Japan’s Accidental Missile Alert

Last Tuesday, a message was delivered to phones across Japan, which claimed that their neighbours in North Korea had recently launched a missile that was in-bound for the country. However, the message that was sent out was done so by mistake. The broadcasting corporation Nippon Hoso Kyokai, or NHK, had accidentally sent the message out across the country as a result of an equipment malfunction. This comes just days after a similar incident occurred in Hawaii, when an employee at the Hawaii Emergency Management Agency had accidentally activated the emergency missile warning system. Thankfully, five minutes later, the NHK sent out a message to clarify the malfunction and rectify the mistake before an outbreak of panic.

In the wake of the mistake, the NHK released the following statement, claiming “This happened because [the] equipment to send a news flash onto the Internet had been incorrectly operated. We are deeply sorry.” Following the equipment failure by the NHK that lead to the incorrect broadcasting of this message, the issue was addressed by Chief Cabinet Secretary Yoshihide Suga at a regular news conference, who assured reporters that “The J-alert system is information of extreme importance in maintaining the security and safety of the people, so we’ve asked that they ensure this does not happen again.”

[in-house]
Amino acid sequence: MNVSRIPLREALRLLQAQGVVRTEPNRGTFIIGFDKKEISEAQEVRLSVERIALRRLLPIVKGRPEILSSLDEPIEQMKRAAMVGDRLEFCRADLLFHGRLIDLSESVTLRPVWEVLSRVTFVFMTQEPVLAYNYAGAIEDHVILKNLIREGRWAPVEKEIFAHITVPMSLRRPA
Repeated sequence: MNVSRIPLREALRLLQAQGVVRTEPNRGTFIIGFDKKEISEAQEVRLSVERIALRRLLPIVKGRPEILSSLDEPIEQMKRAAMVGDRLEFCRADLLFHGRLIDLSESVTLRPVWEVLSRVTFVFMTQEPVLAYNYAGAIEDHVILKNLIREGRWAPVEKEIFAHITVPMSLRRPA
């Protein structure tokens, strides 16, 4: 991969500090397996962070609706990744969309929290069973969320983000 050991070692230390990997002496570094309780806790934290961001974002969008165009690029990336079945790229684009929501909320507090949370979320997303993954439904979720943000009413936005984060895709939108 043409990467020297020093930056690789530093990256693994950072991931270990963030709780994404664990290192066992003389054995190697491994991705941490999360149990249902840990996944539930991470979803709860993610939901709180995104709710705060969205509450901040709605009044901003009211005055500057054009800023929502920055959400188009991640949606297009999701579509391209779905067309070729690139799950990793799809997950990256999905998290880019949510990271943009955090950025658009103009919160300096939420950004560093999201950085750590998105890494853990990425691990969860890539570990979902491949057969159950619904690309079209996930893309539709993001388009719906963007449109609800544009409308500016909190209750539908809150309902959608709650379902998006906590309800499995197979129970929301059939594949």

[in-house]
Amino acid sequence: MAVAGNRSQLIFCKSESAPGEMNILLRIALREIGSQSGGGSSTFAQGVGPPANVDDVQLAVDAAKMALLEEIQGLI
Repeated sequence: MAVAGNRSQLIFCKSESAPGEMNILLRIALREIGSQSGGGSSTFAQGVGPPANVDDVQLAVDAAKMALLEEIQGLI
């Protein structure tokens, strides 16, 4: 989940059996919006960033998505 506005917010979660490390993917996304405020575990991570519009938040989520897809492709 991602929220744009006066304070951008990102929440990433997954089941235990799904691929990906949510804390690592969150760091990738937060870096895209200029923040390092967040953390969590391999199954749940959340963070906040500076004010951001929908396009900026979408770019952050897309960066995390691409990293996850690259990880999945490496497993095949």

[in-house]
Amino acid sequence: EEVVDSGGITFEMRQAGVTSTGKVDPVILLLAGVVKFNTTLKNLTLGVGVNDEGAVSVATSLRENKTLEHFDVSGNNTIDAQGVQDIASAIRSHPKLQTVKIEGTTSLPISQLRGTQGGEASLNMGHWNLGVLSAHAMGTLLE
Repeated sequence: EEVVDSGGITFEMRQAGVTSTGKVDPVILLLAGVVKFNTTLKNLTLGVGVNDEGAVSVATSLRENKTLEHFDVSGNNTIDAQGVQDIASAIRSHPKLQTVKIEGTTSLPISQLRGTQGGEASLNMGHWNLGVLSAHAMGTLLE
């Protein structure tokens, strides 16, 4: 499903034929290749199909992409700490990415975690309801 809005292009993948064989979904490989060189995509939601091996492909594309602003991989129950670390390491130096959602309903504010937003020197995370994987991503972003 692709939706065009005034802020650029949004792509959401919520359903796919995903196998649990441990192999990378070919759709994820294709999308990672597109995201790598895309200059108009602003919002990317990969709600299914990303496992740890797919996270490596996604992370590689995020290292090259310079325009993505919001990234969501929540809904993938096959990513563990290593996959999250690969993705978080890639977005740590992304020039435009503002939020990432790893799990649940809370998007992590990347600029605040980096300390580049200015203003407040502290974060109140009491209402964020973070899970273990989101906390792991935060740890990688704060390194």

Two errors such as those in Hawaii and Japan, occurring within such close proximity to one another, is very concerning. Even though both Japan and Hawaii resolved their respective issues, the nature of the alerts combined with the fragile relations the two nations have with North Korea means that mistakes like these must be avoided. If similar malfunctions or human errors occur, it could desensitize the civilian population to these alerts, and make them believe that they are always false alarms. This issue is especially worrisome, as it could prove to be fatal should a missile ever be launched. The systems for alerting civilians to intercontinental missiles, not only in Japan but throughout the world, need to be thoroughly checked to ensure errors like these don’t occur again. Ensuring these systems are not only operational, but are trusted by the people they are designed to protect, is essential.

Japan has more reason then most to ensure that their missile alert system is fully operational. North Korea has threatened attacks with Intercontinental Ballistic Missiles (ICBMs) before, and have even attempted to launch them at Japan in the past. The most recent attempt was in late November of last year, which saw North Korea launch an ICBM that traveled for 960 Kilometres and reached an altitude of 4,500 Kilometres. The projectile instead touched down in the Sea of Japan.

Two similar incidents occurring within such a short amount of time of one another means that these systems need to be thoroughly examined, and in some cases re-evaluated. While NHK is to be commended for rectifying the issue so quickly, mistakes like these can set a dangerous precedent if they happen too often. It can lead to a distrust in messages of this nature, which could prove dangerous in the present international climate plagued with uncertainty, especially with the currently existing threat of a missile attack on Japan by North Korea.

Joshua Robinson